Entry Mode Strategies and Performance of Japanese MNCs in Australia and New Zealand: the Role of Japanese Employees

Sriyalatha Kumarasinghe, Yasuo Hoshino


This study investigates different entry modes and staffing practices, and their influence on performance in Japanese subsidiaries in Australia and New Zealand.   Data from 275 Japanese subsidiaries were derived from the Toyo Keizai data bank of Japanese overseas investments (Kaigai Shinshutsu Kigyou Souran) for the period from 2003 to 2008.  The major assumption of this paper is that Japanese multinational corporations (MNCs) use their staffing policies as a means of exerting more influence on performance combined with other factors such as experience, industry, and the type of ownership. The study reveals that within the sample Japanese subsidiaries in Australia have a higher percentage of high performance companies than in New Zealand. The existence of Japanese employees, ownership and industry are shown as predictors of performance.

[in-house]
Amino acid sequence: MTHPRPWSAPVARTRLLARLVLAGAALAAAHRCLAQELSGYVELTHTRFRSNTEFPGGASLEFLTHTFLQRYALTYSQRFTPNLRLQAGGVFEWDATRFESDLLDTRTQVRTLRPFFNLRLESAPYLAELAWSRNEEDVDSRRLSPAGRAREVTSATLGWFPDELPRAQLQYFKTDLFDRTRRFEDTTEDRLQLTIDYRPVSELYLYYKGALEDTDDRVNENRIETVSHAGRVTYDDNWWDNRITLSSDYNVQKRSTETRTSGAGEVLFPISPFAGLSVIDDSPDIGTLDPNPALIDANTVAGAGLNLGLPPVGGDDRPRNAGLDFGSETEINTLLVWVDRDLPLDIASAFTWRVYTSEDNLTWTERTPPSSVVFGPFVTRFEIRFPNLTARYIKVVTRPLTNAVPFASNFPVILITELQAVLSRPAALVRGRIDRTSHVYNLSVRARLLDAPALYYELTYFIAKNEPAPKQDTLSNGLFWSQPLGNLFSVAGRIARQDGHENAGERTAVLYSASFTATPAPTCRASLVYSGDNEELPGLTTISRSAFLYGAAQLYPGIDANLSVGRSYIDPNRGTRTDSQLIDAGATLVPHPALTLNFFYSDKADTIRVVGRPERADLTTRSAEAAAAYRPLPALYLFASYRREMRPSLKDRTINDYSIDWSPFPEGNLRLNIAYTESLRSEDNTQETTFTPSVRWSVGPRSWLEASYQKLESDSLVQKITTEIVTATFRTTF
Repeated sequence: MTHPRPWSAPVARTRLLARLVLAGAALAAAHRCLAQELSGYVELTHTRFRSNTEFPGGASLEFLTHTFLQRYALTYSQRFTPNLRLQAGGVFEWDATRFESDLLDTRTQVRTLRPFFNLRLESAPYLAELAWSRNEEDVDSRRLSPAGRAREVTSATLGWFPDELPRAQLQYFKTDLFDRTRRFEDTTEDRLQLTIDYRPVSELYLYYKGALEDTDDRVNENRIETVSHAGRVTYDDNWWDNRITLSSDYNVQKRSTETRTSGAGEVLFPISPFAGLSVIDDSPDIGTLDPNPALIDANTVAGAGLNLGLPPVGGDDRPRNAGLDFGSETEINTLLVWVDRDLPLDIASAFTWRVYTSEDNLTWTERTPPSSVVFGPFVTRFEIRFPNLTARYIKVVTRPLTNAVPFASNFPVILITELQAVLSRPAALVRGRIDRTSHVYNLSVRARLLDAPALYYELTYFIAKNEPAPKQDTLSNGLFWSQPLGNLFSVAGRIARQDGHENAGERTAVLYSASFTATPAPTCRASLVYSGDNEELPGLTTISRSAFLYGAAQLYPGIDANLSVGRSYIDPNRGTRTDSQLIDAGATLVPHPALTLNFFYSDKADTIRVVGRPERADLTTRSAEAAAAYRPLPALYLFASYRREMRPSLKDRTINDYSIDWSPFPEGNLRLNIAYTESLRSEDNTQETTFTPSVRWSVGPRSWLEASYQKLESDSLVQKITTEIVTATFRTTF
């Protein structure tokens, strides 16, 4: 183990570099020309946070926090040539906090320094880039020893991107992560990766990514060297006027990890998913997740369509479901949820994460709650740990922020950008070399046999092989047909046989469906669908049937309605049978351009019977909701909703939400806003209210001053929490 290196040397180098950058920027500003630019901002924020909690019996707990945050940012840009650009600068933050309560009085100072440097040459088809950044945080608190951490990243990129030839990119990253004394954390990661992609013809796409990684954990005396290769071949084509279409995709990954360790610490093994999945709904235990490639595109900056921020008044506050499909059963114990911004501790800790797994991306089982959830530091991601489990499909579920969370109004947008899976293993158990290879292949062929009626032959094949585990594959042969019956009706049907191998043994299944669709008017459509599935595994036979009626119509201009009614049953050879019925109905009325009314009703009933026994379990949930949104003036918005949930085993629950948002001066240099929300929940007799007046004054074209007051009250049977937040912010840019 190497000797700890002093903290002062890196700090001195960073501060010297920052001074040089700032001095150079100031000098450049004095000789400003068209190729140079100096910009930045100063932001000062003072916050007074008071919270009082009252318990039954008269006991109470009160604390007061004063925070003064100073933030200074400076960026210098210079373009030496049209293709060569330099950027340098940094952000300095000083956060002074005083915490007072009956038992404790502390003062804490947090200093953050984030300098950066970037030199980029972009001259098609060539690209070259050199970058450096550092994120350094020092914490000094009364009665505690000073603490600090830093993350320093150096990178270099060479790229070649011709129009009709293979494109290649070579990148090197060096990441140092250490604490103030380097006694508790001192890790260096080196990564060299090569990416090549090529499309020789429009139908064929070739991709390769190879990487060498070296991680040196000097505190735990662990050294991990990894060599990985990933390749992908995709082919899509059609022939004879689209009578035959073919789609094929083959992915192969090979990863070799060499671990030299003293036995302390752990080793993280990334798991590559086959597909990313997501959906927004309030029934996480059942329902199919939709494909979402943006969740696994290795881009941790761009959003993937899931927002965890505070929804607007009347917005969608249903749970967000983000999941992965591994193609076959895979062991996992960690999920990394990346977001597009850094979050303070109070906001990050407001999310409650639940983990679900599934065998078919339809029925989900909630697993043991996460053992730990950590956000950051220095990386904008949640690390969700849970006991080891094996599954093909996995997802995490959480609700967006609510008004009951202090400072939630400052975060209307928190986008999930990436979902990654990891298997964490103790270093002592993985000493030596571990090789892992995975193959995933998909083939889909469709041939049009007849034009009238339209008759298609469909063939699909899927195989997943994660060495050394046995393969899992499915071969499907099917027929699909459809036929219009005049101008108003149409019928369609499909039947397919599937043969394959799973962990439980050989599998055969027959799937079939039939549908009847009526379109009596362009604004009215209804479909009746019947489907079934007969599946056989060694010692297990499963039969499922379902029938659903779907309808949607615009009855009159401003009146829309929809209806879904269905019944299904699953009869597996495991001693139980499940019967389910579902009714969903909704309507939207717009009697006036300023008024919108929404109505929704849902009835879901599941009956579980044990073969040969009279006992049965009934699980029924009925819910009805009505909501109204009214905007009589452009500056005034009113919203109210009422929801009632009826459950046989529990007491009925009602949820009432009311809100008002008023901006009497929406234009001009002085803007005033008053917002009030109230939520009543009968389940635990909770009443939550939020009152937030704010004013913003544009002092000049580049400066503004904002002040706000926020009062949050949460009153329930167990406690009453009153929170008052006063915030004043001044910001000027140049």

Keywords: Japanese multinational corporations, ownership, performance, staffing policies, Australia, New Zealand

JEL Classifications: G320, G340

Full Text:


DOI: https://doi.org/10.5296/ajfa.v1i1.92

Copyright (c)

Asian Journal of Finance & Accounting ISSN 1946-052X

Email: ajfa@macrothink.org

Copyright © Macrothink Institute


To make sure that you can receive messages from us, please add the 'macrothink.org' domain to your e-mail 'safe list'. If you do not receive e-mail in your 'inbox', check your 'bulk mail' or 'junk mail' folders.